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Measurer's contact details (for measurer ID NO=155)

Grade 2. Qualified to measure all events except National Championships.

Measurement Area:
Suffolk & adajacent parts of Essex & Norfolk

The most recent courses measured by Roger Hobson in the South are:

certno course_name distance datemeasured
2017355  Framlingham 10k  10km  2017-08-03 
2017271  St Edmunds 50 2 mile lap  50 miles  2017-06-23 
2017270  St Edmunds 20 2 mile lap  20 miles  2017-06-23 
2017090  St Edmunds 100 2 mile lap  100 miles  2017-03-02 
2016458  Green Mile  1 mile  2016-11-17 
2016323  Langham 5km  5km  2016-06-29 
2016322  Langham 2km  2km  2016-06-29 
2016285  Framlingham 10k  10km  2016-07-06 
2016218  Twilight 10k  10km  2016-05-22 
2016217  Twilight 5k  5km  2016-05-22 
2016207  Ipswich Christchurch Park 5k  5km  2016-05-22 
2016102  Framlingham 5  5 miles  2016-03-10 
2016031  Haverhill Marathon  42.195 km  2016-01-29 
2016024  Sudbury 5  5 miles  2016-01-29 
2015386  Haverhill Half-marathon  21.0975km  2015-08-26 
2015339  Hadleigh 5 mile  5 miles  2015-07-08 
2015338  Hadleigh 10 mile  10 miles  2015-07-08 
2015250  Ipswich Half-marathon  21.0975 km  2015-05-30 
2015224  Haverhill Half-marathon  21.0975 km  2015-05-13 
2015140  Twilight 10k  10km  2015-03-25 

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Records 1 to 20 of 36


  1. Select a safe course and measure it as accurately as you can. (Use an OS 1:25000 map, a bike, a GPS, or, worst, a car)
  2. Prepare a course map
  3. Notify the police and follow any safety recommendations
  4. Only after 1, 2 &3 are you ready to contact an accredited measurer and make an appointment for an accurate measurement. The measurer will make a charge (see guidelines) and you should ask for an estimate.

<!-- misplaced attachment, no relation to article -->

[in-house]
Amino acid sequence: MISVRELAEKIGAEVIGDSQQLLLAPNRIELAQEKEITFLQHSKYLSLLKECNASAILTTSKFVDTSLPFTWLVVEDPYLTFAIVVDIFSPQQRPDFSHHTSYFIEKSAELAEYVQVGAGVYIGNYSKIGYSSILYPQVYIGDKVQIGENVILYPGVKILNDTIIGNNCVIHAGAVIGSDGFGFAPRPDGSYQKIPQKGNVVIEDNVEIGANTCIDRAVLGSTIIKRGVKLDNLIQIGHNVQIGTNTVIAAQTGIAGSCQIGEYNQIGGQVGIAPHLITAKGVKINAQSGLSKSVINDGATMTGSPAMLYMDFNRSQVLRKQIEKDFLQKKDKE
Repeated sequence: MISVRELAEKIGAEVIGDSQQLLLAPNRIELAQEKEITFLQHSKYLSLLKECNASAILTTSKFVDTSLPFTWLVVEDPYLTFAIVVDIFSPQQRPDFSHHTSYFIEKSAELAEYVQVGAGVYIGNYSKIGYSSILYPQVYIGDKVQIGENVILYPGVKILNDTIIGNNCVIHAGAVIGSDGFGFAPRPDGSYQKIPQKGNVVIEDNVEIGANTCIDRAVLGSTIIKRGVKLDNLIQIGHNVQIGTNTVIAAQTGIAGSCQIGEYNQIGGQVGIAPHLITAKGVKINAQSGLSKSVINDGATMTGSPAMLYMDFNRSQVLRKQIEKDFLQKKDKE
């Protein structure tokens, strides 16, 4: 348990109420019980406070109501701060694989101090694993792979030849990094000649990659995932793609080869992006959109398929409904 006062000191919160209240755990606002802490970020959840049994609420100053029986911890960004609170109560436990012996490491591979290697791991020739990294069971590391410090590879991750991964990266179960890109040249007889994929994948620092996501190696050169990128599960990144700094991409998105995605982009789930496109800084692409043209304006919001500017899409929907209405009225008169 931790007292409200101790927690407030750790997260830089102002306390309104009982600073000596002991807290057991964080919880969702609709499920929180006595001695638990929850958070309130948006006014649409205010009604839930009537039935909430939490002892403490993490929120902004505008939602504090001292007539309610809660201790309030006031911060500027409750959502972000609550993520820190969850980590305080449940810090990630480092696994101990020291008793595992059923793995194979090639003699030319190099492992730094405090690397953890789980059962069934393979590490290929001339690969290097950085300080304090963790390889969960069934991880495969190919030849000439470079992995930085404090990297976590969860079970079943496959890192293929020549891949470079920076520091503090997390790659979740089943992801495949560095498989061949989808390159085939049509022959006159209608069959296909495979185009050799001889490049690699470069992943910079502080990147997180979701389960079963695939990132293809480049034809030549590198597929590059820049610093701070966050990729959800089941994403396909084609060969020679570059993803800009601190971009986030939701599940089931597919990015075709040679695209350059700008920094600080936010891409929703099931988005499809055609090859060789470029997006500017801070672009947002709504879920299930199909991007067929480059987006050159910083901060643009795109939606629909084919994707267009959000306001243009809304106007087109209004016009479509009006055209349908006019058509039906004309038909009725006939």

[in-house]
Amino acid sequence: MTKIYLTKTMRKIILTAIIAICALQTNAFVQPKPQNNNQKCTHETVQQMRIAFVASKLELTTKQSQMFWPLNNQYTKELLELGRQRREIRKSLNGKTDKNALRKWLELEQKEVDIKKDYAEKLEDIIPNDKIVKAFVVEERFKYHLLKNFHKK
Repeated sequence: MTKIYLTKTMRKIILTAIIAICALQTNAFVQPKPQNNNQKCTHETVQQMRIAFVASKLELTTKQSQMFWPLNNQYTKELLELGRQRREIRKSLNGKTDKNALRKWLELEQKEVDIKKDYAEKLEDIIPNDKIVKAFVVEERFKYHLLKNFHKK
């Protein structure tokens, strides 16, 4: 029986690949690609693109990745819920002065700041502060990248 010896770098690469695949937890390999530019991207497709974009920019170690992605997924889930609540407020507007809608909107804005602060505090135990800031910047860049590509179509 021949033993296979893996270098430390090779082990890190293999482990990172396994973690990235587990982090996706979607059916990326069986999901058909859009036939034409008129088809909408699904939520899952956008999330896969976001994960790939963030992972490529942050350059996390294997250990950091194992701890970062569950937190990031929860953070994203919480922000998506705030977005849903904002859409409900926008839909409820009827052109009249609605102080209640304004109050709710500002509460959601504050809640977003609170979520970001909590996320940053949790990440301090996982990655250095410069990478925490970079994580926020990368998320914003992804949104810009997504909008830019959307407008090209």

5. Supply the measurer with the following:
  6. On the agreed day meet the measurer and show him the course. It is usually best to accompany him on a bike. But a car may also be suitable. On busy roads the measurer may need someone behind him to 'protect' him from the traffic as he concentrates on an accurate measurement. Busy courses may need to be measured at a quiet time, e.g. early on Sunday morning. You may find it worthwhile to consult the Safety Code for Course Measurement so that you have an appreciation of the procedures the course measurer uses to make the measurement safe. The course measurer will seek your help to ensure his safety while riding, and he might not be able to complete the measurement at a single visit if he discovers hazrds which he has not planned for.
  7. After the measurement the measurer writes a report and sends copies to the race organiser and to the area measurement secretary, who issues the Certificate of Course Accuracy. Without a valid certificate or a renewal for subsequent races, any permit issued for a race advertising a specific distance would be invalid.